The Ontario government on Monday was the latest province to outline its COVID-19 economic recovery plan, but when compared to other provinces’ plans released last week, Ontario’s was starkly different for one reason: it wasn’t anchored to any specific dates.
But that’s not a bad thing — rather, it’s “encouraging,” public health experts say.
“To me, it makes more sense to not have dates,” said Craig Jenne, an infectious disease expert and associate professor at University of Calgary.
“I do understand some provinces are able to put out dates because they may be actually at the point now where it is time for them to start reopening.
“I don’t think Ontario [is] there yet.”
Premier Doug Ford and several cabinet ministers on Monday released what they’re calling a “framework” for re-opening Ontario’s economy. The government is hearing from experts now that the province is in the “peak” of the novel coronavirus outbreak, Ford said during a press conference at Queen’s Park.
Unlike the recovery plans other provinces have announced so far, the Ontario government’s three-phrase approach didn’t include concrete dates for when the easing of public health restrictions would begin. Rather, Ontario’s framework outlined factors officials will consider before kick-starting the province’s recovery process and moving from one stage to the next.
Those criteria include high levels of testing, conducting 90 per cent of contract tracing for new cases within a day, sufficient access to ventilators and personal protective equipment and “a consistent two-to-four week decrease in the number of new daily COVID‑19 cases.”
“This is a road map. It’s not a calendar,” Ford said.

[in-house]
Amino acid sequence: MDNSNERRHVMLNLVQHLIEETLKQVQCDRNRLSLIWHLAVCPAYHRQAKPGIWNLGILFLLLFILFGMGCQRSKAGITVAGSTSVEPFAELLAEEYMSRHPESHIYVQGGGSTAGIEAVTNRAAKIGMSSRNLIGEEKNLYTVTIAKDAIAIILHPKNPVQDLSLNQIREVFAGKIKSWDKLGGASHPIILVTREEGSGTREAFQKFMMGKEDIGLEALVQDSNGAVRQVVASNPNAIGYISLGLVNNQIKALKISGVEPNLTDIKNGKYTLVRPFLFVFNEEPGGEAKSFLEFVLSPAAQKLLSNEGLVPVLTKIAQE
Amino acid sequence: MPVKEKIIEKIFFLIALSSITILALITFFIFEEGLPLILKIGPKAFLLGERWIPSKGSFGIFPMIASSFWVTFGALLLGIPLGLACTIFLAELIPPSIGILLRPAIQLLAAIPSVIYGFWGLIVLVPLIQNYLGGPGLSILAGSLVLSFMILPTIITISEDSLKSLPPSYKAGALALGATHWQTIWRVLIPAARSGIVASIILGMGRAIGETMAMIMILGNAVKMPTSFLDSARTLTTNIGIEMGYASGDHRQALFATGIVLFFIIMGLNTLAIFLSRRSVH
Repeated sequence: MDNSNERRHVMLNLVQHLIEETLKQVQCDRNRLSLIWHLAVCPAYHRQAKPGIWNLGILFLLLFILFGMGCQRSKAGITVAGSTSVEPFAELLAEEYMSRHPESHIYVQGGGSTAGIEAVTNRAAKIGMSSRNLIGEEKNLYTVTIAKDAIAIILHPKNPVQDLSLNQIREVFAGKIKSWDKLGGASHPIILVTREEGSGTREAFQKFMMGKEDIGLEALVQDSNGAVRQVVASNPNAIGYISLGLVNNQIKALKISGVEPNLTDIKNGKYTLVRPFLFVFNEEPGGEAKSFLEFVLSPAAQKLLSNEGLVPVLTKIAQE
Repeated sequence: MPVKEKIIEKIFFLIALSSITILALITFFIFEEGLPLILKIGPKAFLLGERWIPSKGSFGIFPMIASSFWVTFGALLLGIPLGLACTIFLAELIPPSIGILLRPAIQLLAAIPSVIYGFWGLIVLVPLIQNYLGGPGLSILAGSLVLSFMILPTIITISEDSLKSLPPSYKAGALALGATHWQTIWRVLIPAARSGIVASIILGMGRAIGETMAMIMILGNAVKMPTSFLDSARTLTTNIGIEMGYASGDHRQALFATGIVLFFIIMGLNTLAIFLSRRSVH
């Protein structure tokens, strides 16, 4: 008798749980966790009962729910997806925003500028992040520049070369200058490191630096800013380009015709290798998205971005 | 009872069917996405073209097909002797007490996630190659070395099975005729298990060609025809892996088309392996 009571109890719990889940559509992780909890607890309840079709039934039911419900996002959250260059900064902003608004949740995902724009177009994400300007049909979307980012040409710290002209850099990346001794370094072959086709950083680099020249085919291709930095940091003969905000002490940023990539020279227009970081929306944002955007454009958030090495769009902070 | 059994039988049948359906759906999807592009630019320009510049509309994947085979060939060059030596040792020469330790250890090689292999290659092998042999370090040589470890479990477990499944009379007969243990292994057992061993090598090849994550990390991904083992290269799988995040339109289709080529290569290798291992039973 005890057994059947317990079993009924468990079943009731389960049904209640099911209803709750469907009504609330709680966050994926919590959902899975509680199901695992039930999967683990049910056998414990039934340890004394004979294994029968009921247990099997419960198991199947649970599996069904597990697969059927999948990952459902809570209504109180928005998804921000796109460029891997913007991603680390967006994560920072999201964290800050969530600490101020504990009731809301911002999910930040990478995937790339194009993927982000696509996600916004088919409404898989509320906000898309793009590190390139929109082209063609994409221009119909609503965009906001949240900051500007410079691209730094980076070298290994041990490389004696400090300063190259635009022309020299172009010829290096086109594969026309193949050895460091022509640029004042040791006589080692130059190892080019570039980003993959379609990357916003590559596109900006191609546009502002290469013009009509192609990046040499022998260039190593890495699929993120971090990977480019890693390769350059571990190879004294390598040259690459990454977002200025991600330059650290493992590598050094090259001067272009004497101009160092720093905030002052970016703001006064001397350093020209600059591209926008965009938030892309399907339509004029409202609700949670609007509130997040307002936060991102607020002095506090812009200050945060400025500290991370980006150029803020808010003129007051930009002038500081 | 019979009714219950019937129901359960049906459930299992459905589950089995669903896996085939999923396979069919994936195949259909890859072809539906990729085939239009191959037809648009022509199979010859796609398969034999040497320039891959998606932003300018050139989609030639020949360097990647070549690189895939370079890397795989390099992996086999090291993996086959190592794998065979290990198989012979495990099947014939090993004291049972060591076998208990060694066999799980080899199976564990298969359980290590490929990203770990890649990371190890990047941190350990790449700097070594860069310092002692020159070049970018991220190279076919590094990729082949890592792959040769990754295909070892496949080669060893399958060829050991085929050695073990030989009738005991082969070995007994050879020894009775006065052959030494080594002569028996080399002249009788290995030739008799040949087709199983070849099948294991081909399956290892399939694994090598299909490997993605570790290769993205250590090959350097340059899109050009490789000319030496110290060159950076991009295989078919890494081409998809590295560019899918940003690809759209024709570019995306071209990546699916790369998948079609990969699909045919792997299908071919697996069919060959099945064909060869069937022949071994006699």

Even without any concrete dates in the mix, Winnipeg-based epidemiologist Cynthia Carr said the framework demonstrates provincial leaders “have given thought to what they need to have in place for this to be most successful.”
“The reason they’re not putting data is probably they want to make sure that they absolutely have these resources … before they start opening it up,” said Carr, owner and principal consultant at EPI Research Inc. “Otherwise … they can’t stick with what they said they were going to do.
“The worst thing would be to give a date and then people get excited and antsy, because we know uncertainty is one of the worst things about this situation.”
Once it has implemented a new stage, the provincial government said it will take between two and four weeks to monitor “any impacts or potential resurgence of cases.”
Asked whether that’s enough time to review what the virus is doing in the community and make well-informed decisions, Carr and Jenne noted that a two-week period has its limitations because of the virus’ 10-day incubation period.
“If you had some viral spread at the end of the first week or first 10 days of relaxing phase one, those patients may not even appear in the medical system until you’ve surpassed that two to three week time point and then you’re basing a decision without a complete dataset,” Jenne said.